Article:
29 October 2015
Indonesia’s weather agency failed to predict that the effects of the El Nino weather phenomenon this year would be worse than in 1997, a senior minister said yesterday, as the government struggles to contain forest fires that have created a haze blanketing much of South-east Asia in recent months.
“I must admit there was a mistake in the BMKG (state weather agency) forecast that didn’t predict El Nino this year would be worse than 1997,” said Mr Luhut Panjaitan, the Coordinating Security Minister tasked by President Joko Widodo with overseeing the government’s response to the crisis. “Our forecast was wrong.”
Often deliberately set by plantation companies and smallholders to clear land cheaply and quickly, the fires have been burning for weeks in the forests and carbon-rich peatlands of Sumatra and Kalimantan islands as the El Nino effects have exacerbated the dry season, making it harder to extinguish the fires. Recently, the fires have spread to far-flung places.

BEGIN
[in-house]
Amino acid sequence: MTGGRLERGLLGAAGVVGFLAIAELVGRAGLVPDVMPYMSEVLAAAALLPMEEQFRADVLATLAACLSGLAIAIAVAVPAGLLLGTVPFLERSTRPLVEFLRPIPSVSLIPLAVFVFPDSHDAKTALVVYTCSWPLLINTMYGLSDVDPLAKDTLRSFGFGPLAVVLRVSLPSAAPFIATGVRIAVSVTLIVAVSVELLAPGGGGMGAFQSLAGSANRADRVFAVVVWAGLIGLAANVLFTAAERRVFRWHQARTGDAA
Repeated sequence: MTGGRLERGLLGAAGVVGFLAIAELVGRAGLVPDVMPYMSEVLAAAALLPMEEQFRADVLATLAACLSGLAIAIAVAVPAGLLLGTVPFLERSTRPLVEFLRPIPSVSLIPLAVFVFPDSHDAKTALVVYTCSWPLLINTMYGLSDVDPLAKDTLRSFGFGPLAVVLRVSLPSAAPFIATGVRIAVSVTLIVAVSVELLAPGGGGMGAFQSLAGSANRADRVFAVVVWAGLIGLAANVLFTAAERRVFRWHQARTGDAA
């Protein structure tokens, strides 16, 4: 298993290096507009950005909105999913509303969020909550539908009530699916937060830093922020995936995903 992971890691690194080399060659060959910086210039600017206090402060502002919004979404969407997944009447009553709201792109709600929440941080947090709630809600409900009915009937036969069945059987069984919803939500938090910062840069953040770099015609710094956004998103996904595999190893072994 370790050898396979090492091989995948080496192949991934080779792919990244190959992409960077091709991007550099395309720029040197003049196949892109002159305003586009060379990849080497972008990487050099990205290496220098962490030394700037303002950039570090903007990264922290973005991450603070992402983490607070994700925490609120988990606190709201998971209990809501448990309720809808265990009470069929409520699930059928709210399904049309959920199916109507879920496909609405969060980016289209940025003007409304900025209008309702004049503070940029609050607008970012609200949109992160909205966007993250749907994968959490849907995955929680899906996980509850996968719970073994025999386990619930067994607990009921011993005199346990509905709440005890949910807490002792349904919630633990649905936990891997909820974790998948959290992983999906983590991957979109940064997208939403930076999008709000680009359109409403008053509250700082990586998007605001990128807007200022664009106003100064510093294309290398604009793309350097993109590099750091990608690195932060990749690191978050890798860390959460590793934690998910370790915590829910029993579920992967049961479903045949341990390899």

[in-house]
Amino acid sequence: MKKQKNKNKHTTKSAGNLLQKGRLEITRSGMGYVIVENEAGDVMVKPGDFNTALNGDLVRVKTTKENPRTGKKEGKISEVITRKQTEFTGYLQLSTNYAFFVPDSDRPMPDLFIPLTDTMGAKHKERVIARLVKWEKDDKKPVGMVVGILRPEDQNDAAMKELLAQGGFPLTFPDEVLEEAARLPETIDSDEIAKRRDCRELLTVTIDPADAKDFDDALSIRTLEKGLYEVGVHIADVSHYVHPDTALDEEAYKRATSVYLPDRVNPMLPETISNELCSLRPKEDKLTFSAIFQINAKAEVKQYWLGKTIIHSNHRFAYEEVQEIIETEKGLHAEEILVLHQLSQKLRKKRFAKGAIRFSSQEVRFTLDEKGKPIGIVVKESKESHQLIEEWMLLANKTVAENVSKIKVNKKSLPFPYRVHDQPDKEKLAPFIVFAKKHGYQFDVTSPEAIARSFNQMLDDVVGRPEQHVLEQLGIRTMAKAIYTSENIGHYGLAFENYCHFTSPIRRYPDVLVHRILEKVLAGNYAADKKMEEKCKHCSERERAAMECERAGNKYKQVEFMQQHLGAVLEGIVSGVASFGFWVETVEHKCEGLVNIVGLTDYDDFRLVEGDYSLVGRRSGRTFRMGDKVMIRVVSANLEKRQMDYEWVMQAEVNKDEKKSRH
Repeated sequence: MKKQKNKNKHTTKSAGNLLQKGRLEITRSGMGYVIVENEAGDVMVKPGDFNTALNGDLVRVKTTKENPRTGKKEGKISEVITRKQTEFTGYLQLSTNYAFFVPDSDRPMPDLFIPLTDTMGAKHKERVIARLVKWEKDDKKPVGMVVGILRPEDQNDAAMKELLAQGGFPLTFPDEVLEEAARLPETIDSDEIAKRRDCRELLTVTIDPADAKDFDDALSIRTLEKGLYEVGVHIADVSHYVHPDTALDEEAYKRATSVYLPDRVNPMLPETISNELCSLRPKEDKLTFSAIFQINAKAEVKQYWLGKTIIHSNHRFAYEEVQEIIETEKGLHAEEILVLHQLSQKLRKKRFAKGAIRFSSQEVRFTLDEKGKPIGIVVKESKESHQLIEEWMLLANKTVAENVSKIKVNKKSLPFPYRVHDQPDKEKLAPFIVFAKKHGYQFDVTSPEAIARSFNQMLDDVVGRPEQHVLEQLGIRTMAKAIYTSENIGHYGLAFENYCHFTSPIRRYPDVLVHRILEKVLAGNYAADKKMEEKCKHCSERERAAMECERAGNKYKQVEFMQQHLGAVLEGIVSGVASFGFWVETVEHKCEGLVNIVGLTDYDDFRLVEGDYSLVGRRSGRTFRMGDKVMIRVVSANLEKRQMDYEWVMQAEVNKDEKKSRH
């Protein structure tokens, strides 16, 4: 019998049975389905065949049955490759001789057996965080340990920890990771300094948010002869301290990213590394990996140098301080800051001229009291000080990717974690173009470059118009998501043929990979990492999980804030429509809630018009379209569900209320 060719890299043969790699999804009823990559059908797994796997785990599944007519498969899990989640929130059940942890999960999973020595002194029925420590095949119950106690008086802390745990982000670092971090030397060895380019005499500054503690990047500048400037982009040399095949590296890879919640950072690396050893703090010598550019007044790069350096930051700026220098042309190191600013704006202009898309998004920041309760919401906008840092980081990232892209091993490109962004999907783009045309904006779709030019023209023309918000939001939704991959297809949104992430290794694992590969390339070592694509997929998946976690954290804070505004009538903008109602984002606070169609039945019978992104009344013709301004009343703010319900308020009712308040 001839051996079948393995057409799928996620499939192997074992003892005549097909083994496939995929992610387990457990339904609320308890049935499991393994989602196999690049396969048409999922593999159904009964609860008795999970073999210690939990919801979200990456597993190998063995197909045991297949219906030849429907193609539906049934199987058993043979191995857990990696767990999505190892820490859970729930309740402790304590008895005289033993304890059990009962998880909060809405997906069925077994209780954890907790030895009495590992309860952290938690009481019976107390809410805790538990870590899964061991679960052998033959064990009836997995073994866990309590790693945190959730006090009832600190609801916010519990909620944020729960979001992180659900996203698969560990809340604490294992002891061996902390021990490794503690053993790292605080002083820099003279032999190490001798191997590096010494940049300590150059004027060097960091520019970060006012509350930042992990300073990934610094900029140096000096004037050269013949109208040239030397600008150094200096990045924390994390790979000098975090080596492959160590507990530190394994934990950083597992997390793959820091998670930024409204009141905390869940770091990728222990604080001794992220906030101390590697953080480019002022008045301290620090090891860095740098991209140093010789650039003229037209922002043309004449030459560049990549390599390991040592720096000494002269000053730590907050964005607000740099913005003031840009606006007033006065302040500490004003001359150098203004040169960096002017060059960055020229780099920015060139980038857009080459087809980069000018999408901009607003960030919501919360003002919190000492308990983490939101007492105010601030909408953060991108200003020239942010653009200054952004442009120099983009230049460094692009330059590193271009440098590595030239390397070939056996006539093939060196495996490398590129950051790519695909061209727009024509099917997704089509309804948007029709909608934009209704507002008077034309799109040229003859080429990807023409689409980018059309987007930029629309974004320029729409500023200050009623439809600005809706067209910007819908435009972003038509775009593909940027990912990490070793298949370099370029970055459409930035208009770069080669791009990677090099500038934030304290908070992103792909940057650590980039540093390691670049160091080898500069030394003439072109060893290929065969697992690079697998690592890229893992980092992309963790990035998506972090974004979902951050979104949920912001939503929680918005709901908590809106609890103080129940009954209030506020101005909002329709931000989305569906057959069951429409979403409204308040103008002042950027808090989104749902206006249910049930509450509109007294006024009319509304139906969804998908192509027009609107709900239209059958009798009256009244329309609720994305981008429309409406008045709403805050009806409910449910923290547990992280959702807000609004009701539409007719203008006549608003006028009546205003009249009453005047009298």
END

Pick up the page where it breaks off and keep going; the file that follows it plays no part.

Mr Luhut yesterday said he has instructed government agencies to focus on cloud-seeding operations for the next four days, The Jakarta Post said. The national disaster management agency said it expected the fires to be completely extinguished by the end of next month or early December.
… An annual event, the haze crisis is particularly severe this year, even after Indonesia last year ratified an ASEAN regional agreement committing it to act to reduce the smoke haze caused by the land fires, as the law has yet to be enacted locally in its districts, said Dr Jonatan Anderias Lassa, a research fellow at the Centre for Non-Traditional Security Studies at the S. Rajaratnam School of International Studies.
“They need to bring down that law into local legislative processes,” Dr Lassa told reporters on Monday, adding that a division of resources between central and local governments was also required and it might take up to 10 years to complete the whole implementation cycle. When contacted by TODAY late on Tuesday, Dr Lassa explained that in order to fully implement the regional agreement, the first step was for Mr Widodo’s administration to issue a presidential decree laying out what should be done at the national level, followed by tasking the relevant ministries to work out the implementation details, including the technical guidelines.
NTS Centre / Online / Print
Last updated on 13/11/2015